my first chapter of rural life: learning the “H” word

Chris & I at Kiger Canyon with the rat dog, Mo.
Chris’ idea of a 4-star resort: a wall tent.
I first arrived in Roseburg for a weekend stay with three suitcases, high heels and my “rat” dog. It was just as I imagined: gorgeous fields, sweeping vineyards, towering oak trees, and crisp rivers. I then pulled up to my four-star double-wide, equip with cows, guns and a selection of hanging antlers.

Within a few hours I found out that stilettos are not the proper choice for muddy grass, that perfume does attract bugs, and that I might need a new cell phone plan because it seems everywhere I go, I get one bar.
Oh, what people do when they are in love. Yes, I met the man of my dreams—plaid, suspenders and all—and journeyed down to the country. It seems I am living the real Green Acres.

After marrying my logger husband, I made the official move to Roseburg. My husband was constantly asked, “How’s the city girl doing?” His co-workers and buddies thrived for a good laugh on my quest to find the retail stores, discovering it is normal to carry a rifle in your pick-up truck, and how I learned that the fall is not for fashion week—but hunting season.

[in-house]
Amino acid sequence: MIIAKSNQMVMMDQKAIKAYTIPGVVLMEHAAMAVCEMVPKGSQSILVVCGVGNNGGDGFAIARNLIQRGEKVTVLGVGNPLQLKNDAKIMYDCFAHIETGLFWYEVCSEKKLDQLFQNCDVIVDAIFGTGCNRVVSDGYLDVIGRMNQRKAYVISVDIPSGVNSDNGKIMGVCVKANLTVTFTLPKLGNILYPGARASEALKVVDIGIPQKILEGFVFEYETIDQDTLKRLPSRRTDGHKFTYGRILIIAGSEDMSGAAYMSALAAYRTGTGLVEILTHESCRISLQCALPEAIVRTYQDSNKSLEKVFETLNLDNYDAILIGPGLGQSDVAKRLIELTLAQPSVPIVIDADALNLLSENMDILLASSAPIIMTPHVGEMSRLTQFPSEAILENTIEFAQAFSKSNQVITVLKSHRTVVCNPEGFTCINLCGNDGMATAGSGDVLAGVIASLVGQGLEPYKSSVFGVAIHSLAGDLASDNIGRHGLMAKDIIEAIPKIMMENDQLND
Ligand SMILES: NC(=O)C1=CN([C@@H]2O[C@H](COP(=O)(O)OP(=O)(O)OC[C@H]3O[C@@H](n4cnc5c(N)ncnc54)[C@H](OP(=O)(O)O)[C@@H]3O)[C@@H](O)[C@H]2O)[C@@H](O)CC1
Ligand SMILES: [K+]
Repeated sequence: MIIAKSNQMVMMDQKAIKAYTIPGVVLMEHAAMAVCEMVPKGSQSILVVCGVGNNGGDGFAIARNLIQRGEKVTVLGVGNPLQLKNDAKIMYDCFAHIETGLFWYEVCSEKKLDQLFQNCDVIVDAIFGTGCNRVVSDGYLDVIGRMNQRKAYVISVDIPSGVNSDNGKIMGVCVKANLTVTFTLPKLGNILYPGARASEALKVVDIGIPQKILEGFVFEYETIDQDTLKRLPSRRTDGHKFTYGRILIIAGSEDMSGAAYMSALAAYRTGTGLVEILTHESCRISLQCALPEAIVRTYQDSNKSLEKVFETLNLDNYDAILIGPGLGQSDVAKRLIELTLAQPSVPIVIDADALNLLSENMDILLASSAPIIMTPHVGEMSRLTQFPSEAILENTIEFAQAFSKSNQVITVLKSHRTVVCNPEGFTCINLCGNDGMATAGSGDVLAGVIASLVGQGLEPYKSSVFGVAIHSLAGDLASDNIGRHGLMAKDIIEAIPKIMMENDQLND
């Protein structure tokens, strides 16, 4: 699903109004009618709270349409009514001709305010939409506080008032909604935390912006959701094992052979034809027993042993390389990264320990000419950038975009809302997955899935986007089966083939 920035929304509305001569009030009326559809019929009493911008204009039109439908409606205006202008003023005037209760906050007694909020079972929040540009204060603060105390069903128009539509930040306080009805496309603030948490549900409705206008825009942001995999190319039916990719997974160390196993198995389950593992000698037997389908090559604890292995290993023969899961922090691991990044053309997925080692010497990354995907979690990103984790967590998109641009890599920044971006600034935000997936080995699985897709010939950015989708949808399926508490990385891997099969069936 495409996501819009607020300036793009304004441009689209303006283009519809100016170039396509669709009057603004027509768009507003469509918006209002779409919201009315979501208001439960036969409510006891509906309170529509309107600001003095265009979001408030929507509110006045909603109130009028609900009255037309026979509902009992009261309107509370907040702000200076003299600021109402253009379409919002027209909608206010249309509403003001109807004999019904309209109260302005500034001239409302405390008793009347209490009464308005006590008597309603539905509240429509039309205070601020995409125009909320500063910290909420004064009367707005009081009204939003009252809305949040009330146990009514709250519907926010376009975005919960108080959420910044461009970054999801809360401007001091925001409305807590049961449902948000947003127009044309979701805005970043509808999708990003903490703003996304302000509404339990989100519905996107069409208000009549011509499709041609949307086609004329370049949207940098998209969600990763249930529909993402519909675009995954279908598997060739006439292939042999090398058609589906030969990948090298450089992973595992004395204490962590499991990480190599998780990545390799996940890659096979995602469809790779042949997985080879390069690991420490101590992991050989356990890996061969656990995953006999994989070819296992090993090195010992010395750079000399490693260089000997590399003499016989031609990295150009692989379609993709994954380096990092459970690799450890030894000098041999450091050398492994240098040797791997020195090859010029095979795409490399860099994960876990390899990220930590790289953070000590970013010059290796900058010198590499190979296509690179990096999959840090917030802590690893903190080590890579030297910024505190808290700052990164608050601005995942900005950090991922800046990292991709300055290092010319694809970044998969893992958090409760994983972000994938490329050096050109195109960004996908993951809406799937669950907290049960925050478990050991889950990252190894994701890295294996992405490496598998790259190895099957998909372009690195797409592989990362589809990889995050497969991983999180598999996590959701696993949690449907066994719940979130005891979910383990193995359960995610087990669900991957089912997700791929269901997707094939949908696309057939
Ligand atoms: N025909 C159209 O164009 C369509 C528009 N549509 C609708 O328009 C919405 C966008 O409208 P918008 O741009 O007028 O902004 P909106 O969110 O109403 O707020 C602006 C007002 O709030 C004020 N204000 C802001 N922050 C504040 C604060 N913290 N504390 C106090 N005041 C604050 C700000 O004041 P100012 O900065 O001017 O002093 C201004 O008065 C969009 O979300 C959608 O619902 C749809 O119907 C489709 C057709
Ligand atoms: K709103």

I’d only been in Roseburg for five months, and that celebrated “H” word started sputtering off everyone’s lips. No, not “holiday”, but “hunting”. Hunting is comparative to Nordstrom’s Anniversary Sale— you wait all year for it, you compare with friends and strangers what you found, and you are very particular about who you go with. That being said, I couldn’t believe my husband wanted me to go hunting at Steens Mountain with him to kick off the “holiday” season. I sure had a lot to prove, therefore I had to go.

The festivities began with s’mores, hot chocolate and snow. However, it was fifteen degrees and I was in a tent. I’ve gone camping a lot before, but this was different. We were in almost complete solitude, and I even made my husband park us on an actual campground. I figured I should be near people in case some animal attacked.

The first two nights were cozy with a crackling fire, fresh snow, and warm comfort food.  During the day I walked around camp with my UGG boots, fur covered parka, and rat dog. I didn’t even fit in hunting.  I suppose next year I’ll research my husband’s Cabela’s catalogue for some girly camo attire.

After the jug of Carlo Rossi ran out and I finished my book, I went from dreading the thought of my husband killing something to begging he would kill something.  Eventually, he said I had “passed the test” and we could go home.

Ahh, home, and I did it. I completed the long, cold week of hunting.I just couldn’t wait to get back to town, but did feel bad my husband didn’t kill anything.

He then chuckled and said not to worry, “We’ll go Elk hunting here in a few weeks.”
“What?” “There is Elk hunting, too?” Sigh.

It seems I still have a lot to learn about how the holidays are spent down here. 
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